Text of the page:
It’s no wonder my hands are cold when the meat falls off them and the veins stand up between my knuckles. There’s nothing left to keep me warm, and the ice bites into my joints and my skin tears like tissue paper on the smallest snag. This never used to happen. I was tight and hot with nothing to fear, but now when I’ve fed the cows in the snow and felt the ice growing into my cuffs, it takes an hour to get warm by the fire. I feel the cold, and that’s new for me at thirty five.
And all the while, I grinned and bore three days when my knee was too hurt to walk for the simple sake of banging it on the byre door. Five years ago, I’d have found that bruise by chance and then wondered where it came from.
And what do I have to warm me by way of consolation? Well, my eyebrow hairs have begun to show a passionate lust for life. Some but not all of them grow like brambles in every conceivable direction. Cabling falls down from my nose and up from my lugs, and if that’s not grotesque then let me call it puzzling.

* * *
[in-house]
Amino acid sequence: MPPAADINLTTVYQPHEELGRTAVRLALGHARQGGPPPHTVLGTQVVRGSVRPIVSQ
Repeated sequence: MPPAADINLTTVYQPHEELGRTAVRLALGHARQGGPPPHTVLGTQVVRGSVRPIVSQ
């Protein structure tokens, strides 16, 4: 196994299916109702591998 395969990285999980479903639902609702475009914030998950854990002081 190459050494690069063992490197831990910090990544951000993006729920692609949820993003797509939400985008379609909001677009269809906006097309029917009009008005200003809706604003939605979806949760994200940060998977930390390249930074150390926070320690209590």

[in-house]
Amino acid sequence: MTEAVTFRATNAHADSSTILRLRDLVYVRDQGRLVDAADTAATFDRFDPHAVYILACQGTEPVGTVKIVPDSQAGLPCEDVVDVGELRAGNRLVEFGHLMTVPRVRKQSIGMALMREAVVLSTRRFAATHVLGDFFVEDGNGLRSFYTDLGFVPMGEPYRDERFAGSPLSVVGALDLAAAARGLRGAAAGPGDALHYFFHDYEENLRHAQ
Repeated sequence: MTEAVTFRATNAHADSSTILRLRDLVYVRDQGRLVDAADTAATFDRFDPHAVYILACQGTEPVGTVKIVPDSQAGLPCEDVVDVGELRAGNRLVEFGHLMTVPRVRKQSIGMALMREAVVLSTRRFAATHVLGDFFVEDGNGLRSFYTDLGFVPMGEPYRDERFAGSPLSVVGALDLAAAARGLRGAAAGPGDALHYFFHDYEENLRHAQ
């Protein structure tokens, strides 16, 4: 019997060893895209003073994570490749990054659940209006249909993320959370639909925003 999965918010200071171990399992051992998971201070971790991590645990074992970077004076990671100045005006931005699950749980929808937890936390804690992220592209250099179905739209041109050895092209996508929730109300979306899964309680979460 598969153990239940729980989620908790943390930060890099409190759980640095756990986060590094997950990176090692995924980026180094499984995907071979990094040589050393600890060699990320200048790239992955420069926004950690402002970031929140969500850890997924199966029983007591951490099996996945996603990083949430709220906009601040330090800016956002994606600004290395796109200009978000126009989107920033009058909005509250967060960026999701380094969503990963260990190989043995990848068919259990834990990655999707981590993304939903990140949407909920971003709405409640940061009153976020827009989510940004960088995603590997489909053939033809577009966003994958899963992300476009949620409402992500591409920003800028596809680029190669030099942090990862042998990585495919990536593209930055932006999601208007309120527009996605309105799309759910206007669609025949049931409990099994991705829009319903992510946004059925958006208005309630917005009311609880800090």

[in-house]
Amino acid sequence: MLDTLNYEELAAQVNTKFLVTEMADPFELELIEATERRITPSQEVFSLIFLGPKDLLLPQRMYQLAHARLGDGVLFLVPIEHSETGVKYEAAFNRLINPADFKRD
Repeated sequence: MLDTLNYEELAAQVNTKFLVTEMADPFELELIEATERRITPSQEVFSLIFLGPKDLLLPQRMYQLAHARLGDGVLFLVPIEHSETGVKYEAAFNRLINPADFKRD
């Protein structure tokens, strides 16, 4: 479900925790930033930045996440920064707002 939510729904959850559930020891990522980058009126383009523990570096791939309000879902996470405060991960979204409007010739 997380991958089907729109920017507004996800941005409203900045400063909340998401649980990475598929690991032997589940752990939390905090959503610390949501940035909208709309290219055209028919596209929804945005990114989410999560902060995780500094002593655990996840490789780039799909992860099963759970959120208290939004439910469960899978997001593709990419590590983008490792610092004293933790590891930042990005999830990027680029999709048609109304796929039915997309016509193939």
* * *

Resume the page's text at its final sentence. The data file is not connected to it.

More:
When I wake in the morning, the skin of my face holds the shape of a sleeping man. There’s give, and the bags hang through my first cup of coffee and sometimes into a second. And when they settle, I’m left with creases creeping between the corner of my eye and the edge of my ear. I’m curling into a million jokes about how it feels to grow old and I think of all those birthday cards that my parents would exchange with their friends about how time flies and hearing fails, and none of it was funny but calling it a joke allowed them to call it something.
I used to play on being young, but that excuse is getting tired. I have less to fall back on now. The next warm day we get, the larks will sing above the yard again. Another year in the making, and I worry that there’s more of this to come.